Barefoot running is an interesting running option that has circulated among the running community for at least 30 years. Some authors, running enthusiasts, coaches, and trainers are endorsing this training method. It has served as the genesis of the minimalist craze, but is it really for every runner?
Barefoot running is believed to improve foot muscle strength. A core tenet would seem to be that we were made to run without shoes. There is a segment of anatomically gifted athletes with model biomechanical structure to their feet. However, hen the foot is improperly functioning, the intromsoc foot muscles which move the toes, as well as the lower leg muscles which move the foot, have to work a lot harder to keep the foot, knee, leg and hip upright and working correctly. Doing an activity that puts about 3 times body weight on each foot 1500 times per mile, may be a bit tougher for a foot if it isn’t working optimally .
Like many things in life, moderation is key. There is likely a place in training for barefoot running for the intermediate to advanced runner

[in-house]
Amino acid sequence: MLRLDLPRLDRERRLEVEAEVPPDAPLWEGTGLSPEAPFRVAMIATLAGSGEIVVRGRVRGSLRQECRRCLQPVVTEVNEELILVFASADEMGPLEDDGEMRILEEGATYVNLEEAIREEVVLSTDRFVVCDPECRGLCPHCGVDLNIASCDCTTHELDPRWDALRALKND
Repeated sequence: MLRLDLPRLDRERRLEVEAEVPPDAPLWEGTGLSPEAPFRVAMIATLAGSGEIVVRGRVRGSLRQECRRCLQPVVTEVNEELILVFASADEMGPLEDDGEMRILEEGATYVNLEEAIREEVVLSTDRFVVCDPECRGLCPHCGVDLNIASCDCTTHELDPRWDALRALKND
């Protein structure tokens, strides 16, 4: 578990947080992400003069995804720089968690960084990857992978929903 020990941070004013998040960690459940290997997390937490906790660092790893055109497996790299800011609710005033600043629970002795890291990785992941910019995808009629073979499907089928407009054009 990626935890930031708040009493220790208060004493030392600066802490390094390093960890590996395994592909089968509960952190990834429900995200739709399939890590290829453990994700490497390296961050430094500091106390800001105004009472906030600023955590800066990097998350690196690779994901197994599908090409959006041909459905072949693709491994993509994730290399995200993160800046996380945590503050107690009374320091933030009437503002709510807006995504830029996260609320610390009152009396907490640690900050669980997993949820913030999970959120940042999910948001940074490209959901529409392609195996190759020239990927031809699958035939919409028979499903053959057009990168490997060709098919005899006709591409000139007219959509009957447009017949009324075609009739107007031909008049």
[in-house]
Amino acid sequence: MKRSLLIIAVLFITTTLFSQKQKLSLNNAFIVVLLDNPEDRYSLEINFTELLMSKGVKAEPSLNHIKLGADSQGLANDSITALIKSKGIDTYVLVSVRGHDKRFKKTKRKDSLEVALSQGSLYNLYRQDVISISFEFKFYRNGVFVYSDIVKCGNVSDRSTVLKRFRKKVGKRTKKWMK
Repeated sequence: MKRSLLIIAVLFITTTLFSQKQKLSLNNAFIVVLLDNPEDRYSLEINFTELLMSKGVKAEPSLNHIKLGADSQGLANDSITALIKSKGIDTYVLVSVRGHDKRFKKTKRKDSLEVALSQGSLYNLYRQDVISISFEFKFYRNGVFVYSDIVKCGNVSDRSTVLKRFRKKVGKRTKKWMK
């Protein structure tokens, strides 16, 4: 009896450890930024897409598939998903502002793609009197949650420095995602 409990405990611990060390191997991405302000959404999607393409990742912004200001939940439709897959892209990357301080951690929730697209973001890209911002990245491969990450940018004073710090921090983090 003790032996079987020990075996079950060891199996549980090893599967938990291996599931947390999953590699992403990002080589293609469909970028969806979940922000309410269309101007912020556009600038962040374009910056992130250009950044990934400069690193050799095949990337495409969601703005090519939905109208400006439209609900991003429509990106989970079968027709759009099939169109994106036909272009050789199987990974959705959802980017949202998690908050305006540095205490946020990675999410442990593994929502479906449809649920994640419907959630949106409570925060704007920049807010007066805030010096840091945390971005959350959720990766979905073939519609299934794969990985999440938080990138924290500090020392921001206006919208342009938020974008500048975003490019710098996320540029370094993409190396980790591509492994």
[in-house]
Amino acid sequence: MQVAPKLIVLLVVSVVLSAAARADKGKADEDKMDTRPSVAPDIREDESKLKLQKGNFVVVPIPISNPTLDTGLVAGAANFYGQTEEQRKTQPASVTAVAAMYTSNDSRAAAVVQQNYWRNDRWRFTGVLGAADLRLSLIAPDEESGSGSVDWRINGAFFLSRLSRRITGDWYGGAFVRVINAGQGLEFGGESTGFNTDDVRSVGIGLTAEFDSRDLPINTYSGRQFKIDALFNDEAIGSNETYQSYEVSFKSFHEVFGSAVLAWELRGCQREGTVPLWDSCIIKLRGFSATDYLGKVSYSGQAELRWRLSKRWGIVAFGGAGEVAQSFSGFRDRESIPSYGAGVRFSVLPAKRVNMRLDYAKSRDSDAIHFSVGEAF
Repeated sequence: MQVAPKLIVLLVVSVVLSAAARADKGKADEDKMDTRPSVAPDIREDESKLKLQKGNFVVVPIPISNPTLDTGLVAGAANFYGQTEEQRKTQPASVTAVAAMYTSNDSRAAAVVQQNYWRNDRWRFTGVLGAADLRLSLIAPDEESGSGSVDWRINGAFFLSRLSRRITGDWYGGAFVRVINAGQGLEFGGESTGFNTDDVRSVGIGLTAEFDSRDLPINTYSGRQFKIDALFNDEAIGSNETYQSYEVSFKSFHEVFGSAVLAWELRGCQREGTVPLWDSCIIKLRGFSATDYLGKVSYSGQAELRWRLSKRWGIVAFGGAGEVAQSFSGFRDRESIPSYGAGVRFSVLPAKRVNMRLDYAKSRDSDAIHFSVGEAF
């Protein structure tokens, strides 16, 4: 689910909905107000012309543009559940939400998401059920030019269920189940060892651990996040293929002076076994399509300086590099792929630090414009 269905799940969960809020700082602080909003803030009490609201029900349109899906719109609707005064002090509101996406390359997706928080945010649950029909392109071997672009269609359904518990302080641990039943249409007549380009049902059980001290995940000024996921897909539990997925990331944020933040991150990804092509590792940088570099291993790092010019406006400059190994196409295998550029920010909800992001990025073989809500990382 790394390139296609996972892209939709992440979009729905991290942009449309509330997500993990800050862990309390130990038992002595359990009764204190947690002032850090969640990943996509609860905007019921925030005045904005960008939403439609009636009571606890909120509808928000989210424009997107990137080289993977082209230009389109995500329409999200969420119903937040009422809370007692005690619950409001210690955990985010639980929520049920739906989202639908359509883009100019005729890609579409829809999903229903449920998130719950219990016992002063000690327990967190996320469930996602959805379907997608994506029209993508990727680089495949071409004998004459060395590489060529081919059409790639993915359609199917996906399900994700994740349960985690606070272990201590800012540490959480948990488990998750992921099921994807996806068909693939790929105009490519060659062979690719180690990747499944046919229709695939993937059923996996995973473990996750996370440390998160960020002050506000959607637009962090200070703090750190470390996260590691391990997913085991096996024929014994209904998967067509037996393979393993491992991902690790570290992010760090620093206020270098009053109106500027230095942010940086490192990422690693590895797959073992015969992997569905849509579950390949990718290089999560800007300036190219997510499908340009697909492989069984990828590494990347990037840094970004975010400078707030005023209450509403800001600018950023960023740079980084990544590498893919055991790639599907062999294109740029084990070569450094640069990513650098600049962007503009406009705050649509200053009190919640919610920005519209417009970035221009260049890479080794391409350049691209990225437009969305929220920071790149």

Barefoot running or even running in a minimal shoe may not be ideal for a person with previous running injuries, a poorly aligned foot, balance problems, weakness in the leg, hip or core.And definately not for the running beginner.
Each runner should do regular flexibility and strength exercises, as well as keeping the body slightly forward of the plumb line, and to land slightly more forward on the midfoot rather than on the heel. Your goal in running should be fitness not time, not weight loss. One needs to run for the long term, avoiding injuries that can sideline the rinner. Check with a foot specialist well versed in biomechanincs and running to get a personalized assessment.